For Myanmar political predictions, locals look to the stars

Popular 'astrology pundits' are featured as serious political commentators in the Myanmar press. This in a country that once changed its currency on the advice of an astrologer. 

Arthur Nazaryan
Astrologist San-Zarni Bo looks at the palm print of one of his clients at his office in Yangon, Myanmar. His methods of fortune telling include both astrology and palm reading, and his office comes equipped with a magnifying glass connected to a computer monitor to give him an even more detailed view of the print.

For years, Myanmar watchers attributed the odd decisions made by the country’s military rulers to an influential class of government apparatchik: the astrologer bureaucrat.

Take the way the regime moved the capital from Yangon to Naypyidaw in 2005: on Nov. 11, at 11 a.m., 1,100 military trucks ferried 11 military battalions and 11 ministries to a brand-new city carved from the jungle.

Similar advice in 1987 led the regime to demonetize certain banknotes (causing widespread financial hardship and helping spark the 1988 democracy protests), and to order the mass cultivation of a plant the military believed would sap democracy leader Aung San Suu Kyi’s strength.

Sweeping reforms begun in 2011 have edged Myanmar, formerly Burma, closer to democracy; next year it’s expected to hold the freest general elections since 1960. But that hasn’t diminished the political influence of astrologers – it’s just changed their audience. No longer exclusive to a ruling elite, political astrology has been democratized, and is now a fixture of Myanmar’s vibrant new media industry, with astrologer columnists and commentators appearing in newspapers regularly. Call it the rise of the “astrologer pundit.”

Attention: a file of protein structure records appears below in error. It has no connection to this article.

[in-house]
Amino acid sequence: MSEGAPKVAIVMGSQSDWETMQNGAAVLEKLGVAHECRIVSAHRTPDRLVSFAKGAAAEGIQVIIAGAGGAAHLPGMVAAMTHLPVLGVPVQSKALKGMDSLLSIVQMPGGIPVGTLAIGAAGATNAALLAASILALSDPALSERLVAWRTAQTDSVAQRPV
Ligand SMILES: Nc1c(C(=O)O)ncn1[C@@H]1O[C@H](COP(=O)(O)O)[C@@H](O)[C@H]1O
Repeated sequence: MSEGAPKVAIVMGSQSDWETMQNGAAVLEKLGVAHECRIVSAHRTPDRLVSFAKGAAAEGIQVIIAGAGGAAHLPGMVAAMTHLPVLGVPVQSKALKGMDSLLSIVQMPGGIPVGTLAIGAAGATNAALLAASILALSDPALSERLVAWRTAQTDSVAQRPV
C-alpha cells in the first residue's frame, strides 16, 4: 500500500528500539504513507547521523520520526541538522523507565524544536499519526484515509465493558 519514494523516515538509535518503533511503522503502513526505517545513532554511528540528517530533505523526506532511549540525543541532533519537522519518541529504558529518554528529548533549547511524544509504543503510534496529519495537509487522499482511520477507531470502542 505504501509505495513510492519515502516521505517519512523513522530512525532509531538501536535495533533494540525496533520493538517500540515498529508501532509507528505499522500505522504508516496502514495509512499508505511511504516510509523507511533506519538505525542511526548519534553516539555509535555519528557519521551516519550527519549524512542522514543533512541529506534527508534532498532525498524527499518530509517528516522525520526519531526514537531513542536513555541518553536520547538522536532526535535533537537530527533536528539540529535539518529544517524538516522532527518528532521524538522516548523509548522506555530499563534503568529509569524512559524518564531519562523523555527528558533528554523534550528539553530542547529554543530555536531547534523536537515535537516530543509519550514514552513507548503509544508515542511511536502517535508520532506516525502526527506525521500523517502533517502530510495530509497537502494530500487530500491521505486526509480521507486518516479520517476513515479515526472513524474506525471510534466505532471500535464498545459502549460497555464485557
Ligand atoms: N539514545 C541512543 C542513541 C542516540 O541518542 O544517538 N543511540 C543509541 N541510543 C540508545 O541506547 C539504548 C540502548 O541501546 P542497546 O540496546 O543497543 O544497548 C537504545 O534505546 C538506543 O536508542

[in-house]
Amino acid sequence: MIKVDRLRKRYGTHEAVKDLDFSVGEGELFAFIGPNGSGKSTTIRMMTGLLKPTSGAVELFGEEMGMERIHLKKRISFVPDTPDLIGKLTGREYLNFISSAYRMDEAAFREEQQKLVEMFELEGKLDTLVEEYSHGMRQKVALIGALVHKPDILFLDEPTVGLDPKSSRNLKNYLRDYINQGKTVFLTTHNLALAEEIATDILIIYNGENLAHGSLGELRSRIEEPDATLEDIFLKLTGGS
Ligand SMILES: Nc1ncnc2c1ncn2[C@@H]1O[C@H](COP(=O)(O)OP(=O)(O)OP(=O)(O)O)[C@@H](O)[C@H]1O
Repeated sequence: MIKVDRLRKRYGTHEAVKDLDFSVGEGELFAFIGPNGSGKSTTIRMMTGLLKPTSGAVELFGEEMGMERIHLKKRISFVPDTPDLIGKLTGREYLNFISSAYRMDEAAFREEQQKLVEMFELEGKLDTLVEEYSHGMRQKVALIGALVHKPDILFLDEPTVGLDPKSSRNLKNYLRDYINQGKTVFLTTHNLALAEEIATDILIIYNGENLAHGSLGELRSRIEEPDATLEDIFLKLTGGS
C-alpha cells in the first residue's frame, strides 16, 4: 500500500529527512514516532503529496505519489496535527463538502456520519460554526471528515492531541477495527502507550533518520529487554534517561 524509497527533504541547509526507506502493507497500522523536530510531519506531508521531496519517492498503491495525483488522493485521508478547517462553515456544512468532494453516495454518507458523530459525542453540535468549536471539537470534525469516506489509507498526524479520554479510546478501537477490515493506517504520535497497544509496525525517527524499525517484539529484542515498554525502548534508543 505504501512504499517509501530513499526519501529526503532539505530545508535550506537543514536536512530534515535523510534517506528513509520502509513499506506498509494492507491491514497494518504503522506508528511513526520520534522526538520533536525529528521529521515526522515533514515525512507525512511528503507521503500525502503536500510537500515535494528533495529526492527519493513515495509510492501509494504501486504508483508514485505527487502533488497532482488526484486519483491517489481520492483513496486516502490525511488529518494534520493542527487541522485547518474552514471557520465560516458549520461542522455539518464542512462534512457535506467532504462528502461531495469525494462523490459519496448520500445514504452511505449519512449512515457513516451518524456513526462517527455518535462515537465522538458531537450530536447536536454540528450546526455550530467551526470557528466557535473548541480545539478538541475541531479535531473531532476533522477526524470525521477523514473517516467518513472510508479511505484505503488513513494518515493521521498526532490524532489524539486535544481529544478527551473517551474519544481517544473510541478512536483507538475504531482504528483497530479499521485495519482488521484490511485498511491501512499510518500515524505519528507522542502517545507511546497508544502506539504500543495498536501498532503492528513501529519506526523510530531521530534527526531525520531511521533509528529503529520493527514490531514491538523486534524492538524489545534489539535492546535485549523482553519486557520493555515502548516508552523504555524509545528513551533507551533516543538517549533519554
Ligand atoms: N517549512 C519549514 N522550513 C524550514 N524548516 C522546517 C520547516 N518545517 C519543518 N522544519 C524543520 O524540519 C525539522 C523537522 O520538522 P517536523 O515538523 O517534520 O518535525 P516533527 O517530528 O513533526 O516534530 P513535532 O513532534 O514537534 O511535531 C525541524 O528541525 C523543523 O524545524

Their predictions began appearing with the end of newspaper censorship in 2012, and are a part of the new era of press freedom. Yet the phenomenon also suggests newspaper readers here are willing to accept a form of fatalism inimical to the spirit of democracy: why bother voting if the stars determine what is so?

By far the most famous of these seers are San-Zarni Bo and Zayar Ko, two men with opposite political views. Mr. San-Zarni Bo discovered astrology as a political prisoner. Mr. Zayar Ko, attended Myanmar’s version of West Point military academy.

Their forecasts frequently betray their own political sympathies. “People want bad news about the government and good news about the opposition,” says San-Zarni Bo. His office mingles Buddha statuettes with computer equipment that enlarges handprints during palm-reading sessions. He’s developed smart-phone apps that deliver horoscopes to subscribers in Myanmar and Thailand, and has daily broadcast gigs.

He is also a staunch supporter of Ms. Suu Kyi, whose National League for Democracy is expected to do well in next year’s parliamentary elections (he says she politely ignores his advice about lucky dates). Journalists writing for the biggest local newspapers seek him out regularly and quote him with reverence.

Zayar Ko blames Yangon’s soaring prices, and Myanmar’s new openness to democracy, on solar flares; more flaring will lead to yet more changes this year. He publishes four columns a week in four newspapers – including prominent half-page analyses in the 7 Day Daily newspaper, one of Myanmar’s largest – making him a well-known media figure.

Freewheeling newspaper scene 

Off-beat prognostications fit right into Myanmar’s boisterous newspaper scene. In the commercial capital of Yangon, street vendors hawk dozens of colorful, tabloid-style weeklies (top-tier weeklies are said to have circulations of a few hundred thousand). Last year, relaxed government regulations permitted 12 privately owned dailies to launch, with circulations reportedly hovering between 30,000 and 50,000 each.